Also, hallucinations involve significant alterations in the brain's ability to filter and prioritise incoming sensory data. You wouldn't believe how much our brains continuously process what we see, hear, feel and smell. Under normal conditions, the brain carefully sifts through immense amounts of information, putting the non-essential aside to concentrate on the essential stuff.

During hallucinations, this selective attention mechanism ceases to work properly, so the brain mistakenly treats internal thoughts or fantasies as tangible sensory inputs. Plus, neurotransmitter imbalances, especially serotonin and dopamine, exacerbate this, as they also help modulate perception, emotion, and cognition.

Lastly, there can be a notable change in the activity of the brain's default mode network (DMN), a set of regions typically linked to self-referential thinking and mind-wandering. Activation patterns within the DMN can change, which may lead to a more introspective or detached sense of self—something that characterises many hallucinatory experiences.


What Causes Hallucinations?

Now, let's look at the various causes of hallucinations. They can arise from changes in the brain induced by multiple substances, psychiatric conditions, physical states, and even the consumption of specific foods.


The consumption of psychedelic drugs, such as LSD, DMT, psilocybin, or mescaline, is well-known for producing hallucinogenic effects. These substances interact with the brain's chemistry, specifically targeting neurotransmitter systems, dramatically altering perception and leading to vivid, often profound experiences. Stimulants amphetamine and MDMA can also induce hallucinations, particularly at high doses.

Even certain prescription medications, not typically associated with hallucinogenic properties, can have hallucinatory experiences as side effects, especially when you don't use them as directed or when interactions between medications occur.


Transient drug-induced psychosis refers to a temporary state of psychosis triggered by drug use, and its characterising symptoms include hallucinations.

Unlike chronic psychotic disorders such as schizophrenia, transient drug-induced psychosis typically terminates once the drug's effects have worn off. It's crucial to understand the difference between the temporary nature of drug-induced alterations in brain function versus the longer-term changes associated with mental illnesses.


Mental health conditions, notably schizophrenia and bipolar disorder, are the primary causes of hallucinations. These disorders disrupt the brain's usual methods of processing and interpreting sensory data, which can result in distorted perceptions of non-existent phenomena. This influence illustrates how delicate the balance of mental health is in relation to our perception of reality.


If persistent, poor sleep quality or outright sleep deprivation can also lead to hallucinations. The brain's operational efficiency is compromised without sufficient rest, which impedes its ability to process sensory input properly. We're not talking about the occasional restless night here or there but rather chronic or protracted sleep issues such as insomnia.


Infections and diseases also have the potential to induce hallucinations. As they compromise and weaken the body, it can enter a delirious state. These hallucinatory experiences can be truly vivid and surreal, often resembling the disoriented states caused by severe sleep deprivation. As the mind and body deteriorate, the normal processing of sensory information becomes disrupted, leading to chaotic perceptions. It's called a fever dream for a reason.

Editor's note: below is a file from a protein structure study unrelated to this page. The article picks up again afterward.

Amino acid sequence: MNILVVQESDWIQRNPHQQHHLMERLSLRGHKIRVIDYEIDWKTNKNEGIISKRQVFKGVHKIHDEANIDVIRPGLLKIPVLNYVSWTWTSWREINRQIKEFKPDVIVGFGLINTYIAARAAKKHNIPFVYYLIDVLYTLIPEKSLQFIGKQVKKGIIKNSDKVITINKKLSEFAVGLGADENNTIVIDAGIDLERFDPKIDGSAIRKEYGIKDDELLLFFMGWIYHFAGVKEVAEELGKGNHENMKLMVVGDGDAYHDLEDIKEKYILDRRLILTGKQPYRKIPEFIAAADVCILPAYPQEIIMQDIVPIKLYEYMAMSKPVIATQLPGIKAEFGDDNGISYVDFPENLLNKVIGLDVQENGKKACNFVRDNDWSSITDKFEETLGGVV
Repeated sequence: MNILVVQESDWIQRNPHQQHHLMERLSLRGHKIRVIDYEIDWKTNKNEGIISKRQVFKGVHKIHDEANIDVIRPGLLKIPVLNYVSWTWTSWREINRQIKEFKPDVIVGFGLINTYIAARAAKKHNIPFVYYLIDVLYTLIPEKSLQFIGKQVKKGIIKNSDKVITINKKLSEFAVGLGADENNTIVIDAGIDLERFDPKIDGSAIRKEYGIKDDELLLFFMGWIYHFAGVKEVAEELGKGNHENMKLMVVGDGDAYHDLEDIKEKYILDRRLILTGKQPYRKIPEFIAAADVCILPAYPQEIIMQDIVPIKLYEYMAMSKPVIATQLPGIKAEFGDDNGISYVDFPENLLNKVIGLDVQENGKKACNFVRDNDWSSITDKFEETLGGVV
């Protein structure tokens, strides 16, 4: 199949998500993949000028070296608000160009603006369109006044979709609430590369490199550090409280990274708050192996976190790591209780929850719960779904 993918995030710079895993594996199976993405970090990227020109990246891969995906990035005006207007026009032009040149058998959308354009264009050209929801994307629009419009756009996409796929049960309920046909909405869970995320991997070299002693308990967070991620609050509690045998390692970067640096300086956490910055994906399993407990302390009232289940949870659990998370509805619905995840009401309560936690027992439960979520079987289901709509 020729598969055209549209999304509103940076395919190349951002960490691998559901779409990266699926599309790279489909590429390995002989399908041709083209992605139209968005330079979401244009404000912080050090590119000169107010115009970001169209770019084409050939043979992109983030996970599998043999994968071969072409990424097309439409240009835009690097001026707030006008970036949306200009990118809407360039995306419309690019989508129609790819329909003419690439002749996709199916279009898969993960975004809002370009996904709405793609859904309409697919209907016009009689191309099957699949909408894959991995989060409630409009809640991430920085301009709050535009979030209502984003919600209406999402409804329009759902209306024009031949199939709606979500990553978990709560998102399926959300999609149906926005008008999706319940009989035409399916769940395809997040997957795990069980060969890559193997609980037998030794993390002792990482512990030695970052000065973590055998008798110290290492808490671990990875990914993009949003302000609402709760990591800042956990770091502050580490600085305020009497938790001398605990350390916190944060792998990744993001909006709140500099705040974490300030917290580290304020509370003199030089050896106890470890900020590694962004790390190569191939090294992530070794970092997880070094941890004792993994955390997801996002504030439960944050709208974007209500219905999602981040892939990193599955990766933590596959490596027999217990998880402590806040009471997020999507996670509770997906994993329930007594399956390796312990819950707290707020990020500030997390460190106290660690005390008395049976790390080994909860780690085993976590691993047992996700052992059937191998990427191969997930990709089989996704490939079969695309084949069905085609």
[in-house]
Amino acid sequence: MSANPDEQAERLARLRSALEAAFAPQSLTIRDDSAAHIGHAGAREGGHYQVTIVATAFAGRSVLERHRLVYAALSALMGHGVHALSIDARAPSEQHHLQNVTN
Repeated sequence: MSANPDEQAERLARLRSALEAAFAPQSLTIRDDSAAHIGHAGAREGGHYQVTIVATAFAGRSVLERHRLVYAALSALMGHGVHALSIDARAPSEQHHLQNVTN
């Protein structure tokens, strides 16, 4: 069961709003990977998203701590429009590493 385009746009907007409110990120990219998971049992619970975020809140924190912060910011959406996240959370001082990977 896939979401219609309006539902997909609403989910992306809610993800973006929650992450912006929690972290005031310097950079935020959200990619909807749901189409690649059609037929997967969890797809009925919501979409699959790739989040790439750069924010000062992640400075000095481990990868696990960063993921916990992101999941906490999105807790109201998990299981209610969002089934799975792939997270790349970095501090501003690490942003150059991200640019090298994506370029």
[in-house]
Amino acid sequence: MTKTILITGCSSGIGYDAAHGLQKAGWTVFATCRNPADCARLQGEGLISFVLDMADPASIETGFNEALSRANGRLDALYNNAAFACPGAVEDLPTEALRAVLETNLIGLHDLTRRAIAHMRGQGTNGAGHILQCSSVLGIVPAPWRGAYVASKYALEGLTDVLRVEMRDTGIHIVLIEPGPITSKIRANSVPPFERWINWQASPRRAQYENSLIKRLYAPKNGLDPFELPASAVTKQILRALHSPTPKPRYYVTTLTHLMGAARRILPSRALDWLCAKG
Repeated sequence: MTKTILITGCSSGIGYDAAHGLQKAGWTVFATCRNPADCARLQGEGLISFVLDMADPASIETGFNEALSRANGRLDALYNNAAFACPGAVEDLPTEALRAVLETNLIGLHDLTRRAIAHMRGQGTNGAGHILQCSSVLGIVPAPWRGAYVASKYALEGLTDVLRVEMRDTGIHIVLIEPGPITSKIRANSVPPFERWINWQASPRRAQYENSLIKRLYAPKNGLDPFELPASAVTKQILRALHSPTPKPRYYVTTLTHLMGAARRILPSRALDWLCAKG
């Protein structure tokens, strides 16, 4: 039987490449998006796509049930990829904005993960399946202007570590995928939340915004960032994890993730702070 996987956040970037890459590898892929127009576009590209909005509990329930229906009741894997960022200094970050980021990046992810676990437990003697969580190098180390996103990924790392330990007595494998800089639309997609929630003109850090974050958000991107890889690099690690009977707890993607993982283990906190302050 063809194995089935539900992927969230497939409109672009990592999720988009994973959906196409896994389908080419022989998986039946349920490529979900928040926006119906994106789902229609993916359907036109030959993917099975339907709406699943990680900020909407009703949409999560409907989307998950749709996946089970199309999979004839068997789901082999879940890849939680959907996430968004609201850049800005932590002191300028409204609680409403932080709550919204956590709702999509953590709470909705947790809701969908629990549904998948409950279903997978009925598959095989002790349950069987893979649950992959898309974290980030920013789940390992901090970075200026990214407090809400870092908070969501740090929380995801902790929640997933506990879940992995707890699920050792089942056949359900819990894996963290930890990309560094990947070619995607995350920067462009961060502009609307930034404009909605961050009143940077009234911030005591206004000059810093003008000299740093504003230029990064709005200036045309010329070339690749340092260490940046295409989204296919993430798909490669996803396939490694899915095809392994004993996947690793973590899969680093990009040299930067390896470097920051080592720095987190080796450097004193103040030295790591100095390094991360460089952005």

Some foods can induce hallucinations even though they don't contain the traditional psychedelic compounds—it's a fascinating world we live in! A prime example is the fly agaric mushroom, also known as Amanita muscaria. Contrary to popular belief, this mushroom lacks psychedelic alkaloids like those found in psilocybin mushrooms. Instead, the hallucinogenic effects of fly agaric stem from GABA agonists that are present in its toxic skin. Those compounds can cause a delirious state and hallucinations.


Are Hallucinations Good Or Bad?

Hallucinations are not inherently good or bad. Whether they're a reason for concern or just fun or interesting depends on factors such as the context of their occurrence, the individual's mental health status, whether they are desired, and their underlying causes.

In cases related to physical conditions, psychological disorders, or sleep deprivation, hallucinations typically indicate a disruption in brain functioning or overall health, which means a professional assessment of the situation is called for. In this case, you could argue that hallucinations are definitely a cause for concern.

Intentionally induced hallucinations, on the other hand, triggered by psychedelics like LSD, psilocybin, or mescaline, are different and often have an intentional purpose, including self-discovery, spiritual enlightenment, or therapeutic benefits.

Within controlled environments, psychedelics can unlock profound personal insights and emotional liberation. Keep in mind that using psychedelics carries certain risks. The boundary between beneficial exploration and negative, disorienting experiences is often delicate and easily blurred. Be cautious and handle these substances with the respect they deserve. However, if used sensibly, psychedelics can be vehicles for significant personal and emotional development.

Ultimately, determining whether hallucinations are beneficial or detrimental depends on their specific context. It's crucial to recognise hallucinations' diverse origins and consequences—which this article hopefully has helped with.